or condensed DNA
Chromatin structure is affected by a wide variety
of modifications to histones as well as DNA
- 16. DNA methylation
DNA methylation was the first modification of
chromosome structure shown to act epigenetically.
The addition of a methyl group to cytosine by a
methylase enzyme creates 5-methylcytosine, but
this change has no effect on its base-pairing with
Methylation is a way of marking genes for
High levels of DNA methylation correlate with
inactive genes, and the allele specific gene
expression seen in genomic imprinting is mediated
- 17. • 5-Methyl-cytosine is the only modified base
commonly found in eukaryotes.
Caenorhabditis elegans, Drosophila, and
yeast, however, contain little or no 5-
- 18. Cont..
DNA methylation. Cytosine is methylated, creating 5-methylcytosine.
Because the methyl group (green) is positioned to the side, it does not
interfere with the hydrogen bonds of a G–C base-pair, but it can be
recognized by proteins.
- 19. Histone modification
Histones are chromosomal proteins that tightly wind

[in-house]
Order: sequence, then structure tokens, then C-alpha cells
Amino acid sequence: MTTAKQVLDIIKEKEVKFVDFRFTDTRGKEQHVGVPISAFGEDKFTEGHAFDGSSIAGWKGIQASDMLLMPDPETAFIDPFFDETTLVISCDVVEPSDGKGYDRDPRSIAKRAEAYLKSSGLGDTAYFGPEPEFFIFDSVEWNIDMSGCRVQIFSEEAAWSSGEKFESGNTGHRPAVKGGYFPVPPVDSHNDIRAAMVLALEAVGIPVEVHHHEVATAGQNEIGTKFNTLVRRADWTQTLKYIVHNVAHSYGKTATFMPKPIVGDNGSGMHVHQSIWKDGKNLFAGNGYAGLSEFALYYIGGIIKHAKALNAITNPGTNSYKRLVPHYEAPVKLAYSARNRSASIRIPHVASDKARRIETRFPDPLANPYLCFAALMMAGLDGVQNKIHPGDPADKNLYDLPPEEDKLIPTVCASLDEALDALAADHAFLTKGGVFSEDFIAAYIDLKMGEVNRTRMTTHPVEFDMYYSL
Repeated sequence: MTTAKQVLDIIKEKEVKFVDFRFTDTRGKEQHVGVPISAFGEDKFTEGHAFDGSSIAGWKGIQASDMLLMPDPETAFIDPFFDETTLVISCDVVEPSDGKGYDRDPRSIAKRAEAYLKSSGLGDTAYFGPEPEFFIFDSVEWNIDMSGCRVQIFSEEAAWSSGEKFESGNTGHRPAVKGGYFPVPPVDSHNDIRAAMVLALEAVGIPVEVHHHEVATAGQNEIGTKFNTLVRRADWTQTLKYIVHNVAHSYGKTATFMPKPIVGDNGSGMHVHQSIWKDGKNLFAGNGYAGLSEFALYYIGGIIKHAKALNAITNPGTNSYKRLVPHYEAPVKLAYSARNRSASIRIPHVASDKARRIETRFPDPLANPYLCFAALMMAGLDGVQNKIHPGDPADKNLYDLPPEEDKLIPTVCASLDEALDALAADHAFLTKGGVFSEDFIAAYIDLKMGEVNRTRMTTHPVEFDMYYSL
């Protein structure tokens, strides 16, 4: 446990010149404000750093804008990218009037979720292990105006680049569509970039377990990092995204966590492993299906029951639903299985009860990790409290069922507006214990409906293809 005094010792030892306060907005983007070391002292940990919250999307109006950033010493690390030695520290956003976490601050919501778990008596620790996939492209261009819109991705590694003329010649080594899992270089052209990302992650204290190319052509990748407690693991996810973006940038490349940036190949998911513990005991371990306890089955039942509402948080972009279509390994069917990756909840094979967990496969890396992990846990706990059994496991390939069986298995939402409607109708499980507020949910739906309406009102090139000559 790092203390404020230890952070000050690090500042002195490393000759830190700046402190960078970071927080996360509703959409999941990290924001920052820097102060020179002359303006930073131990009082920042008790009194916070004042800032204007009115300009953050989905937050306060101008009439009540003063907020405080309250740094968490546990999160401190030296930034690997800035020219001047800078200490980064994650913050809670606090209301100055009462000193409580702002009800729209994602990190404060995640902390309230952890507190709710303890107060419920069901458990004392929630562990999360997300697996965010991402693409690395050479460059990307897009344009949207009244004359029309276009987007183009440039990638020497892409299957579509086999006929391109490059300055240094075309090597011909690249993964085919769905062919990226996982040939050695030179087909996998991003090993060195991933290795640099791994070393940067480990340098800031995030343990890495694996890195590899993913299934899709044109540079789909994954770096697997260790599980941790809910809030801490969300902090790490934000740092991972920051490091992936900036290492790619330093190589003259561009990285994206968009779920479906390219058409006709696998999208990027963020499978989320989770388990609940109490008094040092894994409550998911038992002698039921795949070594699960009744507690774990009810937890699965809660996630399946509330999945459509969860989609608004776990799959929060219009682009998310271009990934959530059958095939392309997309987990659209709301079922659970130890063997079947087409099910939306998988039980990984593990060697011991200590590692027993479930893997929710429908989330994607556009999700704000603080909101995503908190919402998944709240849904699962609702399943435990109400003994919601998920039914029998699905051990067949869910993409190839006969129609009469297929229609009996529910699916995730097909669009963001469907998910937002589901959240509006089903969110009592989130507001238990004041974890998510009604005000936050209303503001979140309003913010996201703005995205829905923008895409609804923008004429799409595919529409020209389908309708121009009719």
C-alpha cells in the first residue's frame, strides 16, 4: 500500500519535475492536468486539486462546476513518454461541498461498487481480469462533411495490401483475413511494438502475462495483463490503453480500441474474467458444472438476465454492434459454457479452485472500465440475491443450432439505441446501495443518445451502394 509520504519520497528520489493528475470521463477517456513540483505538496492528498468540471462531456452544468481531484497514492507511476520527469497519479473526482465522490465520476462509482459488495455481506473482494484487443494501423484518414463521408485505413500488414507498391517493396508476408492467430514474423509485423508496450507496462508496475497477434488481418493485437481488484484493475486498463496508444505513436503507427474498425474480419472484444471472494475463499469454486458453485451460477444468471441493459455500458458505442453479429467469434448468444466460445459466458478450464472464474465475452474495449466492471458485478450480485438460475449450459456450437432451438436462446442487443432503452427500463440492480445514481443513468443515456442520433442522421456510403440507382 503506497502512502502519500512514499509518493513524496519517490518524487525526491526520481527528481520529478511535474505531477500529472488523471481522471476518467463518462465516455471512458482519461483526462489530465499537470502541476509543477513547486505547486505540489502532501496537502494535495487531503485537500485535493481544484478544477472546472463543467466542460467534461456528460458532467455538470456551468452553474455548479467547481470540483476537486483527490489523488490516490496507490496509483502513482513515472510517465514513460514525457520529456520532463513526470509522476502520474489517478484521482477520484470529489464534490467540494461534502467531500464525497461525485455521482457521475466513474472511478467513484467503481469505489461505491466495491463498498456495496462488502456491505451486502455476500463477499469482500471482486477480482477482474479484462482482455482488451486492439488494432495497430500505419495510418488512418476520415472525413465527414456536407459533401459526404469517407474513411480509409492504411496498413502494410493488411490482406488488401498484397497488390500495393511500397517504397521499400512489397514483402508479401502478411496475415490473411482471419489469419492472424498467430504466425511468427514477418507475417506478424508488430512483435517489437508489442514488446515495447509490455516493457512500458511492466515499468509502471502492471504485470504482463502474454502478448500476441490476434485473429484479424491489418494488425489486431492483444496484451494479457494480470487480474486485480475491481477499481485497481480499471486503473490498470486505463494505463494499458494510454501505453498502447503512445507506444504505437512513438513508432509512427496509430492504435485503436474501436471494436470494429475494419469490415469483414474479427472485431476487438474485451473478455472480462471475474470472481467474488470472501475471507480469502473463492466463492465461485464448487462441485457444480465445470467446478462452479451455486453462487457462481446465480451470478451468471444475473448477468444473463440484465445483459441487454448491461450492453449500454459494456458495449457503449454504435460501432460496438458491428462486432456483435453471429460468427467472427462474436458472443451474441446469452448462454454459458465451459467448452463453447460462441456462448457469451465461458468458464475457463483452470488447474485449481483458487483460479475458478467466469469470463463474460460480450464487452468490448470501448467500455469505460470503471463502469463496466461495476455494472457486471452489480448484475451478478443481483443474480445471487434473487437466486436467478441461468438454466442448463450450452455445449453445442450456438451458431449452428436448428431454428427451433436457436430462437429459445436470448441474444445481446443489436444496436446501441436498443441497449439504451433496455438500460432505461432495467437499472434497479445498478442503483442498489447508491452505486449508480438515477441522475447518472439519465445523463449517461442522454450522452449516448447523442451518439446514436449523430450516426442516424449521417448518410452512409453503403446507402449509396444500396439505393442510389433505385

DNA so that it fits into the nucleus of a cell.
If a gene is to be transcribed, the nucleosomes around
DNA can slide down to open that specific chromosomal
region and allow access for RNA polymerase and other
proteins, to bind to the promoter region and initiate
Conversely, in closed configuration, the RNA
polymerase and transcription factors do not have access to
the DNA and transcription cannot occur
- 20. Cont…
Since DNA negatively charged, changes in
the charge of the histone will change how
tightly wound the DNA molecule will be.
Histone Modifications include acetylation
and methylation of lysine; and
phosphorylation of serine, threonine, and
- 21. Addition of phosphate, methyl, or acetyl groups
acts at signal tags that open or close a
E.g acetylation, especially of H3, is correlated
with active sites of transcription, both in
regulatory regions and in the transcribed region
of the gene itself.
While methylation of the same histone (H3)
can have the opposite effect, depending on the